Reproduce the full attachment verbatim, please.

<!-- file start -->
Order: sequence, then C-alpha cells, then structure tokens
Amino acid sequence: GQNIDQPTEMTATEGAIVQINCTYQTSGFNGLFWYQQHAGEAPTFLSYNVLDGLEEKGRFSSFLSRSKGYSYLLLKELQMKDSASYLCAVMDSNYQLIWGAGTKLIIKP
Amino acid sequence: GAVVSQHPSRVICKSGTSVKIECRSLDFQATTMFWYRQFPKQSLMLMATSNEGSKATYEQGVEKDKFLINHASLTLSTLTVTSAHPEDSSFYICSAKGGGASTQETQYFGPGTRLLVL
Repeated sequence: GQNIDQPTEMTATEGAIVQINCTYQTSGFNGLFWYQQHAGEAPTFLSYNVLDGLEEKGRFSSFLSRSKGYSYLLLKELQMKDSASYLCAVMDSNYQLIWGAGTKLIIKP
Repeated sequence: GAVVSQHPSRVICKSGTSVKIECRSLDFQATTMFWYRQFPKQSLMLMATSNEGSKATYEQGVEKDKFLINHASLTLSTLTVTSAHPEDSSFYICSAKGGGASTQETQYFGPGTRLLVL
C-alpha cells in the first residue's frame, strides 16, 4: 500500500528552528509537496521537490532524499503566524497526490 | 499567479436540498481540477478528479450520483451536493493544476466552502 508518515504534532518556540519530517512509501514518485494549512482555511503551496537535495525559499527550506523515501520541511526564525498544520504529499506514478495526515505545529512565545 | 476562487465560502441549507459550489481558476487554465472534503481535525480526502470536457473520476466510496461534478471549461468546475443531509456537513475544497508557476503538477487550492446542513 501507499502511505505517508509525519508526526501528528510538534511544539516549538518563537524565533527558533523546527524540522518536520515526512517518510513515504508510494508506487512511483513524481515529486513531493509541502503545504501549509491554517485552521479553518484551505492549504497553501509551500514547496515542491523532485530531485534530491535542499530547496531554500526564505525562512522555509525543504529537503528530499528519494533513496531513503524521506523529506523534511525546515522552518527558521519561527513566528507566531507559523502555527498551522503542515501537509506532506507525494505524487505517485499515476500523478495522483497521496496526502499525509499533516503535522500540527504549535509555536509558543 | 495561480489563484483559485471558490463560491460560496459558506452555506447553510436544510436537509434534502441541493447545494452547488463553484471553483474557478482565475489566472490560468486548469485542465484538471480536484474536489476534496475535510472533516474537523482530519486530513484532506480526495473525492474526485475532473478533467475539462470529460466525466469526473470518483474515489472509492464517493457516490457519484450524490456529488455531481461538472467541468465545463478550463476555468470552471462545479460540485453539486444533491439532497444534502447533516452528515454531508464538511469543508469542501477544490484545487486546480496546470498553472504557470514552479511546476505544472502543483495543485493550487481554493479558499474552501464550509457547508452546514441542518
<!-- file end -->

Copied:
Order: sequence, then C-alpha cells, then structure tokens
Amino acid sequence: GQNIDQPTEMTATEGAIVQINCTYQTSGFNGLFWYQQHAGEAPTFLSYNVLDGLEEKGRFSSFLSRSKGYSYLLLKELQMKDSASYLCAVMDSNYQLIWGAGTKLIIKP
Amino acid sequence: GAVVSQHPSRVICKSGTSVKIECRSLDFQATTMFWYRQFPKQSLMLMATSNEGSKATYEQGVEKDKFLINHASLTLSTLTVTSAHPEDSSFYICSAKGGGASTQETQYFGPGTRLLVL
Repeated sequence: GQNIDQPTEMTATEGAIVQINCTYQTSGFNGLFWYQQHAGEAPTFLSYNVLDGLEEKGRFSSFLSRSKGYSYLLLKELQMKDSASYLCAVMDSNYQLIWGAGTKLIIKP
Repeated sequence: GAVVSQHPSRVICKSGTSVKIECRSLDFQATTMFWYRQFPKQSLMLMATSNEGSKATYEQGVEKDKFLINHASLTLSTLTVTSAHPEDSSFYICSAKGGGASTQETQYFGPGTRLLVL
C-alpha cells in the first residue's frame, strides 16, 4: 500500500528552528509537496521537490532524499503566524497526490 | 499567479436540498481540477478528479450520483451536493493544476466552502 508518515504534532518556540519530517512509501514518485494549512482555511503551496537535495525559499527550506523515501520541511526564525498544520504529499506514478495526515505545529512565545 | 476562487465560502441549507459550489481558476487554465472534503481535525480526502470536457473520476466510496461534478471549461468546475443531509456537513475544497508557476503538477487550492446542513 501507499502511505505517508509525519508526526501528528510538534511544539516549538518563537524565533527558533523546527524540522518536520515526512517518510513515504508510494508506487512511483513524481515529486513531493509541502503545504501549509491554517485552521479553518484551505492549504497553501509551500514547496515542491523532485530531485534530491535542499530547496531554500526564505525562512522555509525543504529537503528530499528519494533513496531513503524521506523529506523534511525546515522552518527558521519561527513566528507566531507559523502555527498551522503542515501537509506532506507525494505524487505517485499515476500523478495522483497521496496526502499525509499533516503535522500540527504549535509555536509558543 | 495561480489563484483559485471558490463560491460560496459558506452555506447553510436544510436537509434534502441541493447545494452547488463553484471553483474557478482565475489566472490560468486548469485542465484538471480536484474536489476534496475535510472533516474537523482530519486530513484532506480526495473525492474526485475532473478533467475539462470529460466525466469526473470518483474515489472509492464517493457516490457519484450524490456529488455531481461538472467541468465545463478550463476555468470552471462545479460540485453539486444533491439532497444534502447533516452528515454531508464538511469543508469542501477544490484545487486546480496546470498553472504557470514552479511546476505544472502543483495543485493550487481554493479558499474552501464550509457547508452546514441542518